Craig Stedman: Hello. I am Craig Stedman, Site Editor of
SearchDataManagement.com, and I am covering the TDWI World
Conference 2010 in Orlando. I am speaking today with Evan Levy,
a partner and co-founder of Baseline Consulting, about data
warehousing technology and project management. Thank you for
speaking with us today, Evan.

Evan Levy: It is a pleasure to be here.

Craig Stedman: You are doing a session here on "Tipping the Sacred Cows of Data
Warehousing". Data warehousing is not really that old, compared
to other aspects of IT. Are there really data warehousing sacred
cows at this point?

Evan Levy: It is really interesting. I did some research on what the term,
'sacred cow' meant and where it came from, and actually comes
from the Hindu religion, it came into existence around the turn
of the 20th century, back in 1905, I believe is when it came
out. It refers to the cow, because it is such a sacred figure in
that part of the world, and the whole idea behind it is you
cannot challenge something because it is perceived to be a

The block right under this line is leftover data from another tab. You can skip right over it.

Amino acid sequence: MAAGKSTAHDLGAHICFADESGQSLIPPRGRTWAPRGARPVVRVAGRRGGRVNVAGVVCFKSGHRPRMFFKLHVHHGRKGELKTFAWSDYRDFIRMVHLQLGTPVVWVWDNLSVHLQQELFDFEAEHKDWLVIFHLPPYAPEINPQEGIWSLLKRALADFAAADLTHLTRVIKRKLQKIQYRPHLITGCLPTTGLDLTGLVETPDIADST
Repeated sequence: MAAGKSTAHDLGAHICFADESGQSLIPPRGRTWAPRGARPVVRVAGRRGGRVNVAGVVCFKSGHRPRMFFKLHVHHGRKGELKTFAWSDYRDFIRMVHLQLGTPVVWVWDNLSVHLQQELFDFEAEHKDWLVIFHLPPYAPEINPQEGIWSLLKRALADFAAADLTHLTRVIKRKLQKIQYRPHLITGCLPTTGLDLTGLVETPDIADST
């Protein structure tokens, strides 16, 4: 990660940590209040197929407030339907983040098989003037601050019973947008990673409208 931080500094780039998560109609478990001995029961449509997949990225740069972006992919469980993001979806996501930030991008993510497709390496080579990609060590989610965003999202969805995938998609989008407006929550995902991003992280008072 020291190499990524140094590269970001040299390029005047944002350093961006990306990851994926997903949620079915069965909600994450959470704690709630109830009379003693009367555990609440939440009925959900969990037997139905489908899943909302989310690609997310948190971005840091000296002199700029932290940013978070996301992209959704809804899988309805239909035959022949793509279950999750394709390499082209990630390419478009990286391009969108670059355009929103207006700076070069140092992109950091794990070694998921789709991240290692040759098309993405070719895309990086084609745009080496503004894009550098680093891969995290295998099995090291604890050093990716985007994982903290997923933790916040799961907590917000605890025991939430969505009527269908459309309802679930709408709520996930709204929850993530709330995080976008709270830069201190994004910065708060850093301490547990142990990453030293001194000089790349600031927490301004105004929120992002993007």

constant or something that is just beyond reproach. The reason
for that term of that concept is data warehousing has been
around enough time that there are certain rules or assumptions
that people make that I think we actually should challenge.

One of the things to keep in mind with any technology is nothing
is static, nothing is forever. If you can take a look at PCs,
the whole idea of having webcams built into PCs, being able to
watch movies and having terabyte drives in a laptop was not
really reasonable four or five years ago. How many people would
have thought they would have a GPS built into their phone, much
less have it in their car now? The world of paper maps has
disappeared. Lo and behold, we are in this world of data